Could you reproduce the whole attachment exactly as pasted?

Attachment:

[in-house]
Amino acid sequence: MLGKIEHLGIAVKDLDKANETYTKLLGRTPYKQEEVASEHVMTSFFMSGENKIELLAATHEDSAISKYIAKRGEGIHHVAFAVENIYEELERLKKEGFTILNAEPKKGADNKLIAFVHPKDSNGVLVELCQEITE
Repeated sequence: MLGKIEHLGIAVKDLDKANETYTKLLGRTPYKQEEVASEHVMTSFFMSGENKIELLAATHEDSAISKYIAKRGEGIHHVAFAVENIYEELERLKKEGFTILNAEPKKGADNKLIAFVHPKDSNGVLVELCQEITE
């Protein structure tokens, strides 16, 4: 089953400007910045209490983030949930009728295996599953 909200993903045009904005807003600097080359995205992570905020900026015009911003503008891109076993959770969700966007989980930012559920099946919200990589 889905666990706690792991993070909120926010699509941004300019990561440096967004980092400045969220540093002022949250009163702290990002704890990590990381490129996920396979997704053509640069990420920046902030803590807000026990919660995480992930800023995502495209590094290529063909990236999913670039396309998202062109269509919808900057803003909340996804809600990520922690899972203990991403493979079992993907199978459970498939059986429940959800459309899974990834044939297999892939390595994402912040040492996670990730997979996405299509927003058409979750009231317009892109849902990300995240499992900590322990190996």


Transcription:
[in-house]
Amino acid sequence: MLGKIEHLGIAVKDLDKANETYTKLLGRTPYKQEEVASEHVMTSFFMSGENKIELLAATHEDSAISKYIAKRGEGIHHVAFAVENIYEELERLKKEGFTILNAEPKKGADNKLIAFVHPKDSNGVLVELCQEITE
Repeated sequence: MLGKIEHLGIAVKDLDKANETYTKLLGRTPYKQEEVASEHVMTSFFMSGENKIELLAATHEDSAISKYIAKRGEGIHHVAFAVENIYEELERLKKEGFTILNAEPKKGADNKLIAFVHPKDSNGVLVELCQEITE
């Protein structure tokens, strides 16, 4: 089953400007910045209490983030949930009728295996599953 909200993903045009904005807003600097080359995205992570905020900026015009911003503008891109076993959770969700966007989980930012559920099946919200990589 889905666990706690792991993070909120926010699509941004300019990561440096967004980092400045969220540093002022949250009163702290990002704890990590990381490129996920396979997704053509640069990420920046902030803590807000026990919660995480992930800023995502495209590094290529063909990236999913670039396309998202062109269509919808900057803003909340996804809600990520922690899972203990991403493979079992993907199978459970498939059986429940959800459309899974990834044939297999892939390595994402912040040492996670990730997979996405299509927003058409979750009231317009892109849902990300995240499992900590322990190996």